Smaller Still: The Process of the Petit Four

The miniature poems I have been calling Petit Fours were inspired by the french pastry by the same name: a small often square multi layered bite sized dessert sometimes garnished with a bow or flower.

The Petit Four process came out of a realization that people don’t really like reading long poems. There’s a fatigue that sets in around line 20 or 25, or at least it does for me. Even as a Poetry Editor I had trouble with longer pieces… sometimes they were vague, other times they went on tangents that bored me. As a reader and lover of poetry I had to be honest with myself — long works are kind of hard to follow unless done expertly.

It’s the same reason I haven’t gone back to edit my longer poems, I don’t know where to start. So instead of continuing to write poems which toed that line between middle-length and unbearable, I decided to commit to a project that was both rewarding and bite sized.

& thus the Petit Fours were born.

If you want to read up on what inspired them, you can find that here:

Petit Fours: Tiny Poems with a Bite

May 6, 2015

I have a great affinity for short poems because of their structure, They belong to a class of poetry that still follows rules. Not that poems need to have rules: being free is one of my favorite parts of poetry. No, I linger on haikus and couplets for their puzzle-like structure, with every word serving a small perpetual function. I didn’t want to have rules for my poems in a traditional sense.

Instead I developed a simple format to make them consistent:

petit four grid image
(as you can see Microsoft Word doesn’t agree with some of my made up words!)

The format was simple: fit the poem within the space.

I gave myself about 5 lines with each poem (some got 6) and made the page a 3 column format to give myself enough room to see them all at once. You can easily adjust the column width at the top with the rulers, so I was able to make them a little wider as words required.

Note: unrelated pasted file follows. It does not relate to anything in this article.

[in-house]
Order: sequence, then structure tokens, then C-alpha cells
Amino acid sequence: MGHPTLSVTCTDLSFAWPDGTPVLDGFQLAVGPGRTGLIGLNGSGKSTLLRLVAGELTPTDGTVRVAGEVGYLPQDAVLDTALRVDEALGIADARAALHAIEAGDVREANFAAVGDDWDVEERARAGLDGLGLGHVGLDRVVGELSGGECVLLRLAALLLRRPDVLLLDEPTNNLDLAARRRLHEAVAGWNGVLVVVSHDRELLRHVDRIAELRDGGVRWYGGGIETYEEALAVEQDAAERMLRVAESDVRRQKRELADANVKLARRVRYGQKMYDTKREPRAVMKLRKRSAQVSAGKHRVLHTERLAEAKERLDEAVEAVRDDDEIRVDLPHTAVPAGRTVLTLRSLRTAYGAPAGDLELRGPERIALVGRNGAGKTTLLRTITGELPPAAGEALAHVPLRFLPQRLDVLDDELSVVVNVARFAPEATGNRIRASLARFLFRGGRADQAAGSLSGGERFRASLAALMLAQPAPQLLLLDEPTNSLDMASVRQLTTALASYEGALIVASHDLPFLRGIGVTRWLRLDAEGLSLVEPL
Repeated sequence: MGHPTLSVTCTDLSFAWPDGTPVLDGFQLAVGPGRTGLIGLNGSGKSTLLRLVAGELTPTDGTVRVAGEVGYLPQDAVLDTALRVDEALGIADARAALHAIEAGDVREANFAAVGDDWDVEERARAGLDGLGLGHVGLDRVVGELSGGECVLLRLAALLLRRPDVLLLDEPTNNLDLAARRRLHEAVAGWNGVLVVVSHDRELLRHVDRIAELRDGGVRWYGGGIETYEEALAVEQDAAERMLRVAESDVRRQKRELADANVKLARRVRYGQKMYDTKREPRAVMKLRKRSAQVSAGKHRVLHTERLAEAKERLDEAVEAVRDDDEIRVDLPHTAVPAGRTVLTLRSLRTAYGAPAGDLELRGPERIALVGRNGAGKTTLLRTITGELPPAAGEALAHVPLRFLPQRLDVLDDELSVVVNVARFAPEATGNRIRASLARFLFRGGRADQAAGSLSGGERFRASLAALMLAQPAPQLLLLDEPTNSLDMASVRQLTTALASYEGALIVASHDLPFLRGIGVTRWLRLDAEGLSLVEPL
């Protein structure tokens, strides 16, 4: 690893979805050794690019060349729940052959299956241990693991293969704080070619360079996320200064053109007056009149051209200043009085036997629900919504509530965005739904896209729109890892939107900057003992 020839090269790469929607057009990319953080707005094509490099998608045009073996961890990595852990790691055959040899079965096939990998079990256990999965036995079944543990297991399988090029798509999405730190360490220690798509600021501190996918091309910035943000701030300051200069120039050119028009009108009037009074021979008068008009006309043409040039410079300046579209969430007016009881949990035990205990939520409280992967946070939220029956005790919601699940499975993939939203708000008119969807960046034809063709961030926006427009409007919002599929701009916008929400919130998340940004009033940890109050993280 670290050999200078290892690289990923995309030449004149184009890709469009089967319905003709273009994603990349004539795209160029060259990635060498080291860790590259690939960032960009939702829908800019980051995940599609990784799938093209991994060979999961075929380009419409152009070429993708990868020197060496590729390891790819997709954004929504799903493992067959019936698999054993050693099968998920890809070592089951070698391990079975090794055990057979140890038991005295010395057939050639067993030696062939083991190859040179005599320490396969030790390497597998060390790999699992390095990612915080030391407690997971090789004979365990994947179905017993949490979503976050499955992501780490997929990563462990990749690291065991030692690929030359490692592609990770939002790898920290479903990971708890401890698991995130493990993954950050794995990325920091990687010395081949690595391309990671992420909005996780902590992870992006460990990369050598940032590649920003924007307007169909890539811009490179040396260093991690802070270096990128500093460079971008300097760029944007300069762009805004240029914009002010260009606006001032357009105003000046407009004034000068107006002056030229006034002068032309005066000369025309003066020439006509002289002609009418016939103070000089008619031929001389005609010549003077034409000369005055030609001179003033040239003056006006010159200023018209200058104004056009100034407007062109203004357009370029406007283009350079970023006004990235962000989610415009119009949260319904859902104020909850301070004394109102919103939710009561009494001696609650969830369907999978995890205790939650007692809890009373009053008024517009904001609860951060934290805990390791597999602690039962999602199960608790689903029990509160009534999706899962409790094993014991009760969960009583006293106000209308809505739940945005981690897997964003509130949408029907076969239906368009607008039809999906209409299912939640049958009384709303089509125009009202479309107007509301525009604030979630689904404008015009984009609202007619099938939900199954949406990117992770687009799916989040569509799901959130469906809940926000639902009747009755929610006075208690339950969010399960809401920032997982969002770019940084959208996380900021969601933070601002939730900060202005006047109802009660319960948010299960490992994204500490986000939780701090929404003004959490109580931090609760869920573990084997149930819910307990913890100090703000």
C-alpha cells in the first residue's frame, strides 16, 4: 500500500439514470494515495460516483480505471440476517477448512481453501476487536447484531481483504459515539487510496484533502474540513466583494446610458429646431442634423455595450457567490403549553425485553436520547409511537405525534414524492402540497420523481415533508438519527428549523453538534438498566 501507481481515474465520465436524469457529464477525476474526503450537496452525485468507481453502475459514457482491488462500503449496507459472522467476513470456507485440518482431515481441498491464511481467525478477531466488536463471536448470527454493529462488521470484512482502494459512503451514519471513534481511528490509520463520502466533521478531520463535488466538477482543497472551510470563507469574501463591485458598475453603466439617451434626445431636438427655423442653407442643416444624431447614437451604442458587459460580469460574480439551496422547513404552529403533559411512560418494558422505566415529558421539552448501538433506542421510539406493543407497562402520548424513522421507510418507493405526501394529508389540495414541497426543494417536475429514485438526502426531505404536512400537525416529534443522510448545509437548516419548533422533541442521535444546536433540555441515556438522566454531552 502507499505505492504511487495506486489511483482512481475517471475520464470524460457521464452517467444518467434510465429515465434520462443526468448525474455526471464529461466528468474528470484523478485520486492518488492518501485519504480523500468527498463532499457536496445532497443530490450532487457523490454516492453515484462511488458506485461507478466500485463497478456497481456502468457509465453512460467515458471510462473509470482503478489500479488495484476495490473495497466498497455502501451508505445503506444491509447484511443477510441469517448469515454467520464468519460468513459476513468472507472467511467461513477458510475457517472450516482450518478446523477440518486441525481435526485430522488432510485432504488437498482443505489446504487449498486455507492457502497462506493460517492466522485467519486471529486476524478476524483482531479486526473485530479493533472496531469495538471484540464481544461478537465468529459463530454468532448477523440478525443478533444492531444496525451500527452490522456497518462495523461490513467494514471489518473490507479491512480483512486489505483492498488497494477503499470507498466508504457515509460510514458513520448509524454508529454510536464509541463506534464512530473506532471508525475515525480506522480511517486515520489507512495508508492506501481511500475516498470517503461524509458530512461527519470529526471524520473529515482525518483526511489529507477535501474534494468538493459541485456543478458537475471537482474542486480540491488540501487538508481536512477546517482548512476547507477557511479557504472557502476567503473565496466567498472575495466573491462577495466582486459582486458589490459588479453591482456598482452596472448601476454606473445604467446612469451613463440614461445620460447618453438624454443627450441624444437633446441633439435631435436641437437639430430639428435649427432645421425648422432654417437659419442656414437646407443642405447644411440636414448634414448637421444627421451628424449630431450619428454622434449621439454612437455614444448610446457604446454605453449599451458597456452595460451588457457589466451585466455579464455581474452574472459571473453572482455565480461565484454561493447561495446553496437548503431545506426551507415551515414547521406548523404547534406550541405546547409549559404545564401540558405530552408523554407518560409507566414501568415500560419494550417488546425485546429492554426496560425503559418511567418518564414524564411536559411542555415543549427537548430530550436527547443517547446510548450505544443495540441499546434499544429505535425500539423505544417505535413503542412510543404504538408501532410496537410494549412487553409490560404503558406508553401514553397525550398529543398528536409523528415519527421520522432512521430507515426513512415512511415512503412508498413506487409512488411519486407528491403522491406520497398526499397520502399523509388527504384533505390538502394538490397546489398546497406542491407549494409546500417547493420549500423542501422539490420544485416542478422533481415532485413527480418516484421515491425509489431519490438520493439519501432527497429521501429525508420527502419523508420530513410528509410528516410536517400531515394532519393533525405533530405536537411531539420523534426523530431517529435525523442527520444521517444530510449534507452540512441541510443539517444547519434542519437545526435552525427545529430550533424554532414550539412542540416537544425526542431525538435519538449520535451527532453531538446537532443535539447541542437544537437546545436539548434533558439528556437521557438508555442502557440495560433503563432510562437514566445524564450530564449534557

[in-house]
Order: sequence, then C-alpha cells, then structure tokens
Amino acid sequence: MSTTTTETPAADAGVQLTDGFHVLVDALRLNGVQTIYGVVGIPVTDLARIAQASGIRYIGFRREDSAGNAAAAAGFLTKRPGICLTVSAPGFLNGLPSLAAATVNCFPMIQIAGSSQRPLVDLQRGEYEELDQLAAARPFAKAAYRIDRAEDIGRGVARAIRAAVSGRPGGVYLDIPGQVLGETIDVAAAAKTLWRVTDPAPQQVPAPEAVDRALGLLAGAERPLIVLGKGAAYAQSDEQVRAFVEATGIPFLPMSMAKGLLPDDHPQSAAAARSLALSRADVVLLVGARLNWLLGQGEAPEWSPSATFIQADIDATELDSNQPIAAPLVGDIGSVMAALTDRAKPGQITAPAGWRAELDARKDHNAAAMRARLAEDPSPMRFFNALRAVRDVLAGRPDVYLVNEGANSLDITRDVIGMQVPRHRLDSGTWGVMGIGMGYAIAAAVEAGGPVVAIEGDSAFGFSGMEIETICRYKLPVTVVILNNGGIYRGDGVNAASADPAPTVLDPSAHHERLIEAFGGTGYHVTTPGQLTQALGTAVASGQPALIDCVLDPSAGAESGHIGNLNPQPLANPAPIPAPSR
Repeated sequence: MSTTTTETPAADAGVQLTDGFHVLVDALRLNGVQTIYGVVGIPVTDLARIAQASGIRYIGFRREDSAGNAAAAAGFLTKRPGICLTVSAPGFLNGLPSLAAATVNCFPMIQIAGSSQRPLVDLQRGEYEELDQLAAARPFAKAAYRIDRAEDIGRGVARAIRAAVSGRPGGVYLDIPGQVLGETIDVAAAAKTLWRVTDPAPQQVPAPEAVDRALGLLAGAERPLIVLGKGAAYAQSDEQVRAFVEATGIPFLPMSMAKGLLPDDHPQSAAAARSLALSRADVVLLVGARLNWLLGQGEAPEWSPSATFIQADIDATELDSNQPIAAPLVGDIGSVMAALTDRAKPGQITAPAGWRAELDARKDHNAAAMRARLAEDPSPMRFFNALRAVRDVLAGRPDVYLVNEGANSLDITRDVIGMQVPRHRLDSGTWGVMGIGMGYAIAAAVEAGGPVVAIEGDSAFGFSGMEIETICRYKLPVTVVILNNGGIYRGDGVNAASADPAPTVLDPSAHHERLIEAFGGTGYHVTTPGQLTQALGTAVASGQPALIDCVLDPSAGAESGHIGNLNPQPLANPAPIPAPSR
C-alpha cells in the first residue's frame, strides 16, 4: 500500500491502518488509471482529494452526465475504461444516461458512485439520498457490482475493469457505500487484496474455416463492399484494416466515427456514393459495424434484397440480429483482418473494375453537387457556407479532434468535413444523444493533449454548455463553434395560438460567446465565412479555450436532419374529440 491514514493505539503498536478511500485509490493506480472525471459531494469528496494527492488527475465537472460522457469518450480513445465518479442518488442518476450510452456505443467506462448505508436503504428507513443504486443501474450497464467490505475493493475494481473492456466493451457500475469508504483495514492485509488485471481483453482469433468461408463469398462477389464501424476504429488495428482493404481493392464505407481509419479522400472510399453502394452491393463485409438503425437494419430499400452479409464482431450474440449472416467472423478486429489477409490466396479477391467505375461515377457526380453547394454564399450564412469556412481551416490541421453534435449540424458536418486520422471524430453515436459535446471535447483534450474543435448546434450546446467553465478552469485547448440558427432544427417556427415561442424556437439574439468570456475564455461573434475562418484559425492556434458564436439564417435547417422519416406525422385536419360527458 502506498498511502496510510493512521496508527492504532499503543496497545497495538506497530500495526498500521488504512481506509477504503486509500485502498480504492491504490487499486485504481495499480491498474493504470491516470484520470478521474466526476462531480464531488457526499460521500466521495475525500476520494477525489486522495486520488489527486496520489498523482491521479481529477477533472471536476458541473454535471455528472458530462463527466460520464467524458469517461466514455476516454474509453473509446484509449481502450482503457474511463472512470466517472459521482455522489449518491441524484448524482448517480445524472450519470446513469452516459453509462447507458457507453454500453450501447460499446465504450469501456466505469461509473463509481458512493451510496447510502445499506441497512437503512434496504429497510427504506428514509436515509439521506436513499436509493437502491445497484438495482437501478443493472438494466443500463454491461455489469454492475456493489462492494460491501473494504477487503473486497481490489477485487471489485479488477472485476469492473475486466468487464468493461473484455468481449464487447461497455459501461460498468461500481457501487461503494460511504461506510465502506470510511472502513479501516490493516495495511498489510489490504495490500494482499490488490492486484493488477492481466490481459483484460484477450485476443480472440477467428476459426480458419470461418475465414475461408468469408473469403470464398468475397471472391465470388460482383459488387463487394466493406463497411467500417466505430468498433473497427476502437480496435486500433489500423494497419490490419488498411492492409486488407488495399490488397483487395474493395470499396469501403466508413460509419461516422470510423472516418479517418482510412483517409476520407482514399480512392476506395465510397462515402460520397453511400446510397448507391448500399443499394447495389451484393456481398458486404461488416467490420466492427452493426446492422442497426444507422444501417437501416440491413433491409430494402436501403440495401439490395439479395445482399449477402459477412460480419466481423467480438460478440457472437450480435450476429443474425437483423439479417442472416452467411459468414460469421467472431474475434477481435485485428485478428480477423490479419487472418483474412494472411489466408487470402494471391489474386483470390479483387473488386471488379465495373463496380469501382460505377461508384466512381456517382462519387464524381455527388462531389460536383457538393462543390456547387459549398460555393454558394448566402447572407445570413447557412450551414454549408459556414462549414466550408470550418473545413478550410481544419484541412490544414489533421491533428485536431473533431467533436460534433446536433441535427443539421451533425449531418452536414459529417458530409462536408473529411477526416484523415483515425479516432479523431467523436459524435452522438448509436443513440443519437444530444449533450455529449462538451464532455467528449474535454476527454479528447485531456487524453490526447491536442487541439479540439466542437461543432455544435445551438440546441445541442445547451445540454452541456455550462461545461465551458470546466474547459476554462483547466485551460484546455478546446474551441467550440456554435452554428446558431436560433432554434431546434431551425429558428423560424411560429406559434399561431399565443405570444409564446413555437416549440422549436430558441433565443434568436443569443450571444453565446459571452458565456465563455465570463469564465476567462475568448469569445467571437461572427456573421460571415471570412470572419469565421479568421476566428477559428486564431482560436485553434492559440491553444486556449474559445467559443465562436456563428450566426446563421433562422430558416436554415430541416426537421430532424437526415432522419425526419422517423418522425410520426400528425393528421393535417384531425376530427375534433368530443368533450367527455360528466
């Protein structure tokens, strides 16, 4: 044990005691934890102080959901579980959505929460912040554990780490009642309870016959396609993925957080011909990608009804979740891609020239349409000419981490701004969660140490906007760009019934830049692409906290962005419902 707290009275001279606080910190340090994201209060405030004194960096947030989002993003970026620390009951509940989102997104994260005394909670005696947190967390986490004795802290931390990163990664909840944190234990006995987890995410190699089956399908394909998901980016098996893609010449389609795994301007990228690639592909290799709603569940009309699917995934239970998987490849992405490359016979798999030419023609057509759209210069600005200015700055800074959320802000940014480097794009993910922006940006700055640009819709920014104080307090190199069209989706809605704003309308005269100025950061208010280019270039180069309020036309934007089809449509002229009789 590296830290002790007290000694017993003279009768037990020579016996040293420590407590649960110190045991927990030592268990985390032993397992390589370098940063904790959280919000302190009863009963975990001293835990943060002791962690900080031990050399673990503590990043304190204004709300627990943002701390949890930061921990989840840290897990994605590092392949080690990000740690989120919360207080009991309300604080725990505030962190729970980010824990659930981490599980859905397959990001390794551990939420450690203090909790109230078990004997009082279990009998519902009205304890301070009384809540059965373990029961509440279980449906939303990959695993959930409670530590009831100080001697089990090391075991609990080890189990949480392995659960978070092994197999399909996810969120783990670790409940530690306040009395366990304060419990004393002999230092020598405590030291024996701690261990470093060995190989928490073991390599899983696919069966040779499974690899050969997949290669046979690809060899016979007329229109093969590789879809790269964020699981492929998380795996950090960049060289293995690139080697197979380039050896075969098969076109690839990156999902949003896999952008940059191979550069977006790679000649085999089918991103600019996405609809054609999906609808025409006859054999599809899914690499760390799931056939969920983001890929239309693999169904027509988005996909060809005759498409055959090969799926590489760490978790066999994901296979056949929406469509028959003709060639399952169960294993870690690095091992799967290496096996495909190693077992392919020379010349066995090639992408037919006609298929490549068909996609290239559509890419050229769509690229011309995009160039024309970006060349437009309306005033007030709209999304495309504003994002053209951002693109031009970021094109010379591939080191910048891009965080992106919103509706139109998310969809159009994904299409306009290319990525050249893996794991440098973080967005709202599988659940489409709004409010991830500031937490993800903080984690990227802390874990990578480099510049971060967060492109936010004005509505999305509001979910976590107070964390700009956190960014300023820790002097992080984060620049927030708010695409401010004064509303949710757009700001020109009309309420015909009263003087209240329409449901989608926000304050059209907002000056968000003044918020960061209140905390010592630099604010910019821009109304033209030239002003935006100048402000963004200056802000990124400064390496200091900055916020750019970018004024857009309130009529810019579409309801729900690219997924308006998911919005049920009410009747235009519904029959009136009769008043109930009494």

Then it was go time!

I wrote 12 at a time depending on the mood. I have only done 24 of these total, so I assume eventually they will feel repetitive. The other fun part was adding space to fill out the square. I felt very open and free when writing them… I could capture a small concept in the given space without muddying it with my usual over explanation.

The next part was harder. I made small squares in Photoshop and then imposed images in various transparency to make the poem feel fully formed. In the process of moving them the spacing and lines were adjusted to fit the new font. I lost a little of the squareness but gained a visual element. I think if I planned to print these I would stick to just text… but the internet is a fun place and I didn’t want to seem drab!

So that’s all there is to it!

Ingredients:

1 WordDoc split into 3 Columns

12 Poems by 5 Lines each

Add Images & Flare as desired

Hope you try something similar and let me know how it goes! They were fun and fast – a good warm-up to larger pieces or a nice do-one-every-day committment size!

Keep Writing!

–ECW

Advertisements

2 thoughts on “Smaller Still: The Process of the Petit Four

Please Join the Conversation

Fill in your details below or click an icon to log in:

WordPress.com Logo

You are commenting using your WordPress.com account. Log Out / Change )

Twitter picture

You are commenting using your Twitter account. Log Out / Change )

Facebook photo

You are commenting using your Facebook account. Log Out / Change )

Google+ photo

You are commenting using your Google+ account. Log Out / Change )

Connecting to %s